BL: What about personal accomplishments?
JM: My first marriage ended when I was 19, but my wife Cheryl and I have been married for over 30 years. When we met, I was running Sebring International and dating lots of actresses and models. Cheryl’s dad was also in the film industry. He owned a titles and opticals company, where she worked for him as a receptionist while in college. So we had acquaintances in common, and were part of a tennis group that played weekly at Poinsettia Park in West Hollywood. After games, we’d all go out for breakfast. Cheryl and I got to know each other slowly. The key to our happy marriage is being friends first. We respect each other. We also laugh a lot, give each other space to be ourselves and try to never go to bed angry. In addition to our fabulous daughter, we have two outstanding sons. Bob and Jay work with me at ColorProof in sales and distribution, respectively. We’ve been blessed with three amazing grandchildren, Chandler, Leslie and Tyson. I am very proud of the transformation my life took from that small town in New Mexico to where I am now.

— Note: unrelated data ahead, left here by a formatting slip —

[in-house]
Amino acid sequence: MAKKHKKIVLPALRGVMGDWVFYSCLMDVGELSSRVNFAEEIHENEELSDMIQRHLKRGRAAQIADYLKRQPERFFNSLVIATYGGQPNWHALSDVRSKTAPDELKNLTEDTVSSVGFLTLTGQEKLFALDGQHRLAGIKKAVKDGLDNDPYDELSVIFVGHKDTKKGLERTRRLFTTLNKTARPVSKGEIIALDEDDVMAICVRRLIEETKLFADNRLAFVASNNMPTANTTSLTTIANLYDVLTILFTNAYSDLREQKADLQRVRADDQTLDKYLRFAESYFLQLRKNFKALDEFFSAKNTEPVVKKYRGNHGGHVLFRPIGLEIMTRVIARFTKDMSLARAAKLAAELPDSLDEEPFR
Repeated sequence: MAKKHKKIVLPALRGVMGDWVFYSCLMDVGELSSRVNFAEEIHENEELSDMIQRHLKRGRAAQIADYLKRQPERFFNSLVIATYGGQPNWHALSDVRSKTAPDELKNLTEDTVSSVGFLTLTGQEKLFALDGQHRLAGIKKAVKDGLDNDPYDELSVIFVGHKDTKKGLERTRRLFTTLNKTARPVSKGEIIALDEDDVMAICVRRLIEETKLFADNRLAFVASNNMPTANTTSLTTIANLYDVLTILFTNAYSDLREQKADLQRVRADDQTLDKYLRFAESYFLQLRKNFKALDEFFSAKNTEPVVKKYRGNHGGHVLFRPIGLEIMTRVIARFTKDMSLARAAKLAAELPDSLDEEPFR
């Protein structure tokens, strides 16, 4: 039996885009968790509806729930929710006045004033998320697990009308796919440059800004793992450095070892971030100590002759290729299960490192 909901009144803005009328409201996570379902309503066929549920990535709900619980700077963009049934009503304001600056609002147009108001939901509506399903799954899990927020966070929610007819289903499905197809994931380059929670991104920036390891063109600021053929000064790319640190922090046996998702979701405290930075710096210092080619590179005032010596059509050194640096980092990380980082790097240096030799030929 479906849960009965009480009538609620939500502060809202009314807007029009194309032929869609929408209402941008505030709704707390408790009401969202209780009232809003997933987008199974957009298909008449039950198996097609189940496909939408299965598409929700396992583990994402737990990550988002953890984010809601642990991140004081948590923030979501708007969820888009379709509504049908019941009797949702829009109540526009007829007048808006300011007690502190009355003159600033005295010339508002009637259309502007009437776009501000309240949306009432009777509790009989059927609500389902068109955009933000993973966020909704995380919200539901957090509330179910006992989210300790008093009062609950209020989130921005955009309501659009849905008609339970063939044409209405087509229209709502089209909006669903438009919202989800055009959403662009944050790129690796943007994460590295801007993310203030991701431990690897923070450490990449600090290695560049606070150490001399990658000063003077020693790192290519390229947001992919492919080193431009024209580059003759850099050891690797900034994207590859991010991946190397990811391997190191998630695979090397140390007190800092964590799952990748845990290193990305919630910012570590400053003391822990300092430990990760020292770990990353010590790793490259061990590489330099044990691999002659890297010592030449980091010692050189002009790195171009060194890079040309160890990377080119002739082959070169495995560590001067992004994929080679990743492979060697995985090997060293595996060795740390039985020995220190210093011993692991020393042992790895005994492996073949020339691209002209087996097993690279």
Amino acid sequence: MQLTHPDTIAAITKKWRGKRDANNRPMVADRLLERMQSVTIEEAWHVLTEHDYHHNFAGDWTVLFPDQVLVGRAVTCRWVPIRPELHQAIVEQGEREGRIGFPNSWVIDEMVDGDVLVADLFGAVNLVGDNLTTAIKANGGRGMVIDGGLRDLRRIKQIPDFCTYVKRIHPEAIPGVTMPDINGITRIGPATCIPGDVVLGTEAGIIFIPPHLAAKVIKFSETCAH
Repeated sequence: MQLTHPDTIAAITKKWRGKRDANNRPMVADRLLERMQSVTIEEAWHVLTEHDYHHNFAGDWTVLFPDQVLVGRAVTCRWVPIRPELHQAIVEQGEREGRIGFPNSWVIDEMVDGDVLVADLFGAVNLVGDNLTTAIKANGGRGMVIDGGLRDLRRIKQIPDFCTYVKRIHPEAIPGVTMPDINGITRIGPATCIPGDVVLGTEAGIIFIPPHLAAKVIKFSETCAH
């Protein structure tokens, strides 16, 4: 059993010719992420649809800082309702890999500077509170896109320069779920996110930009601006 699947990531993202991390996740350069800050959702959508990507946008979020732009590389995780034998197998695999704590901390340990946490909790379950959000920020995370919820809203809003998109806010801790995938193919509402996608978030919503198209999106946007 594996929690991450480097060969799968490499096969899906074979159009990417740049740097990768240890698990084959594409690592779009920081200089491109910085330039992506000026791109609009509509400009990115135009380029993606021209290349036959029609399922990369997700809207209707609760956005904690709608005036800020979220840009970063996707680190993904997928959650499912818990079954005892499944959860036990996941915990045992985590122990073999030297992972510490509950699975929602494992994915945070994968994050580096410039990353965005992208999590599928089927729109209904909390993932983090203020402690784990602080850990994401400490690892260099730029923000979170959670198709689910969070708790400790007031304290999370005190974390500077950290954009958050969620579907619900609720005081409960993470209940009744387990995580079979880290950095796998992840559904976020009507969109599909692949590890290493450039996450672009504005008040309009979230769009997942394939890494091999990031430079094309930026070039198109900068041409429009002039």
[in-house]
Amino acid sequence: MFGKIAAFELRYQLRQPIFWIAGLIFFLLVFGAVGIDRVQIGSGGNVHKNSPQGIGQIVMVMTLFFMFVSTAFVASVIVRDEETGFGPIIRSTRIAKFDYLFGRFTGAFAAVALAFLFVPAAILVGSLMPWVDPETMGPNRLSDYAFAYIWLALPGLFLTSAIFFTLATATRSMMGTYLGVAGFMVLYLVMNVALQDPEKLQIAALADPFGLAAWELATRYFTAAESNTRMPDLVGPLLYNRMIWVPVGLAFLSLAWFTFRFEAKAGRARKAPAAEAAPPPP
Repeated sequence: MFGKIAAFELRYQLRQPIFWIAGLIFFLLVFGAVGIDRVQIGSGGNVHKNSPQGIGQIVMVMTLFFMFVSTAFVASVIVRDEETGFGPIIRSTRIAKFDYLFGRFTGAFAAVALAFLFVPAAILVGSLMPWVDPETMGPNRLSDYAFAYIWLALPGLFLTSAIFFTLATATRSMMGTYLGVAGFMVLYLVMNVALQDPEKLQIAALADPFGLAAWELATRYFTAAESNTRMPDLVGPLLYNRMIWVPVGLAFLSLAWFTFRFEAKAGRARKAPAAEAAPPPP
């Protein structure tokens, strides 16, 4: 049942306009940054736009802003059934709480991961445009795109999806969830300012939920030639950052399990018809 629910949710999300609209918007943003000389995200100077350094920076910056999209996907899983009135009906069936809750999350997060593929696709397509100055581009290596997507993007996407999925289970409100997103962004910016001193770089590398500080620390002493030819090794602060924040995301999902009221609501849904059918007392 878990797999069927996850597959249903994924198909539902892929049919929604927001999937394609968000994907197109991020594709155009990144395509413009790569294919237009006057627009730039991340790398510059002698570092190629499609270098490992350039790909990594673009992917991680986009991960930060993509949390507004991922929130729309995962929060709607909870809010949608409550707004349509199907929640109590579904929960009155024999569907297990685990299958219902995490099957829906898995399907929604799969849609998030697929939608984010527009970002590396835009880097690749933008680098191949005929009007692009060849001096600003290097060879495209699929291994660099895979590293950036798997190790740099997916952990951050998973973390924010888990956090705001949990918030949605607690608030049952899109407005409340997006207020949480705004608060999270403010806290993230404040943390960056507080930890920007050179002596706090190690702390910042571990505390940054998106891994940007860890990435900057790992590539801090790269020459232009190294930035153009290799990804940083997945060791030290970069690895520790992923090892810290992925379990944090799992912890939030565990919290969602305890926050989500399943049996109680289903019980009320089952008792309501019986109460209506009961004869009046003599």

BL: You juggle so much! How do you manage your time?
JM: Finding balance can be tricky. When you’re passionate about what you do, it’s hard to separate work from play. Sometimes Cheryl and I will go away for the weekend and try not to work, but because it’s so integrated in our lives, we end up talking shop anyway. The lines do get blurred.
BL: How have you always managed to remain at the forefront of your industry?
JM: The key is to stay involved, observe and always look ahead. You need to take risks, be a leader, anticipate and don’t wait. It’s like the pitcher Satchel Paige once said, “Don’t look back. Someone is gaining on you.”
BL: What can we expect next, from the man responsible for so many revolutionary firsts?
JM: Technological advancements are making this the most exciting time for beauty. Breakthrough ingredients that will work better, faster and deliver superior results are being identified in nearly every category. We are thrilled to have several revolutionary products coming out this year. I can promise extraordinary results!